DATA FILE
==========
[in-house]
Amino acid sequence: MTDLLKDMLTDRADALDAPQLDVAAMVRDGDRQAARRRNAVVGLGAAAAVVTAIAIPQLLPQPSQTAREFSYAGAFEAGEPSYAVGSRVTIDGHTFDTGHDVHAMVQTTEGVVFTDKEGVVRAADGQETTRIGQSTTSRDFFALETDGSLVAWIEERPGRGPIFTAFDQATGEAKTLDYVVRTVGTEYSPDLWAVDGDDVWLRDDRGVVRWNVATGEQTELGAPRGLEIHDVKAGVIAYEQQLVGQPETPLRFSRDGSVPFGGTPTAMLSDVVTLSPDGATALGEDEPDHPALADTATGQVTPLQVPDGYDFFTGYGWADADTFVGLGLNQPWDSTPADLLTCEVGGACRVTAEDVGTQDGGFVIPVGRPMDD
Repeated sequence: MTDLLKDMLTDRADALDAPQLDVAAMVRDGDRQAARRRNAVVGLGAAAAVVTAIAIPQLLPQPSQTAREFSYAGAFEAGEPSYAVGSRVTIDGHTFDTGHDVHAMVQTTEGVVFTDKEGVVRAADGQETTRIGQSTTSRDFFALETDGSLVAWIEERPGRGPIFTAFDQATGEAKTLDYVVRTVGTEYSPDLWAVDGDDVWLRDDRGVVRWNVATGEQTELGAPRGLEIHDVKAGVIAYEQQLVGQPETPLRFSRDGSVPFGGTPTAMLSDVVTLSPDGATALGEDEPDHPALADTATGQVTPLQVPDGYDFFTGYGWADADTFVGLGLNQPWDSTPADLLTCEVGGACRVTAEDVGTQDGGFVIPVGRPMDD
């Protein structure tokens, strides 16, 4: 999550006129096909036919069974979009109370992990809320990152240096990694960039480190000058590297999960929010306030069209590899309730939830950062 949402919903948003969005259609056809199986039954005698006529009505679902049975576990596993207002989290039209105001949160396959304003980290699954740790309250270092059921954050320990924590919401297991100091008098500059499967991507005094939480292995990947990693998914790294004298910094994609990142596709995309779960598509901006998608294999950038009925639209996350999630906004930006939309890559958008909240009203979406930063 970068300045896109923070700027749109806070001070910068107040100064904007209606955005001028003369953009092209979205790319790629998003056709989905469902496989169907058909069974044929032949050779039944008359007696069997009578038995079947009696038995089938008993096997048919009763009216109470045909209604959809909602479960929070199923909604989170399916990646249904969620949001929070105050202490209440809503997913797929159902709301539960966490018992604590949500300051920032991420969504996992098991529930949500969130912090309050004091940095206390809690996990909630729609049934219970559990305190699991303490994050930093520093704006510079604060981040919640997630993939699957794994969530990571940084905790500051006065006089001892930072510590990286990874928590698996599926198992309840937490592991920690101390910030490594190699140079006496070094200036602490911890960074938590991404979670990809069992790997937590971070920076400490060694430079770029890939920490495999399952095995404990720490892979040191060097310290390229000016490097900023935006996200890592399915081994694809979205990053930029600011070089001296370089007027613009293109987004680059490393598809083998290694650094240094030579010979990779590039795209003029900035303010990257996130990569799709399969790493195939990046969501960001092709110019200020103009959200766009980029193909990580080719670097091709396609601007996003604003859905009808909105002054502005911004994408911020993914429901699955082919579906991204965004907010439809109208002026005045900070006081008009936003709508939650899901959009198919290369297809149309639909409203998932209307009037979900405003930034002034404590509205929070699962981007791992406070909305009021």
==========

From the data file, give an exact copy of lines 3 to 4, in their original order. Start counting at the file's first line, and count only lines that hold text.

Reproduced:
Repeated sequence: MTDLLKDMLTDRADALDAPQLDVAAMVRDGDRQAARRRNAVVGLGAAAAVVTAIAIPQLLPQPSQTAREFSYAGAFEAGEPSYAVGSRVTIDGHTFDTGHDVHAMVQTTEGVVFTDKEGVVRAADGQETTRIGQSTTSRDFFALETDGSLVAWIEERPGRGPIFTAFDQATGEAKTLDYVVRTVGTEYSPDLWAVDGDDVWLRDDRGVVRWNVATGEQTELGAPRGLEIHDVKAGVIAYEQQLVGQPETPLRFSRDGSVPFGGTPTAMLSDVVTLSPDGATALGEDEPDHPALADTATGQVTPLQVPDGYDFFTGYGWADADTFVGLGLNQPWDSTPADLLTCEVGGACRVTAEDVGTQDGGFVIPVGRPMDD
């Protein structure tokens, strides 16, 4: 999550006129096909036919069974979009109370992990809320990152240096990694960039480190000058590297999960929010306030069209590899309730939830950062 949402919903948003969005259609056809199986039954005698006529009505679902049975576990596993207002989290039209105001949160396959304003980290699954740790309250270092059921954050320990924590919401297991100091008098500059499967991507005094939480292995990947990693998914790294004298910094994609990142596709995309779960598509901006998608294999950038009925639209996350999630906004930006939309890559958008909240009203979406930063 970068300045896109923070700027749109806070001070910068107040100064904007209606955005001028003369953009092209979205790319790629998003056709989905469902496989169907058909069974044929032949050779039944008359007696069997009578038995079947009696038995089938008993096997048919009763009216109470045909209604959809909602479960929070199923909604989170399916990646249904969620949001929070105050202490209440809503997913797929159902709301539960966490018992604590949500300051920032991420969504996992098991529930949500969130912090309050004091940095206390809690996990909630729609049934219970559990305190699991303490994050930093520093704006510079604060981040919640997630993939699957794994969530990571940084905790500051006065006089001892930072510590990286990874928590698996599926198992309840937490592991920690101390910030490594190699140079006496070094200036602490911890960074938590991404979670990809069992790997937590971070920076400490060694430079770029890939920490495999399952095995404990720490892979040191060097310290390229000016490097900023935006996200890592399915081994694809979205990053930029600011070089001296370089007027613009293109987004680059490393598809083998290694650094240094030579010979990779590039795209003029900035303010990257996130990569799709399969790493195939990046969501960001092709110019200020103009959200766009980029193909990580080719670097091709396609601007996003604003859905009808909105002054502005911004994408911020993914429901699955082919579906991204965004907010439809109208002026005045900070006081008009936003709508939650899901959009198919290369297809149309639909409203998932209307009037979900405003930034002034404590509205929070699962981007791992406070909305009021």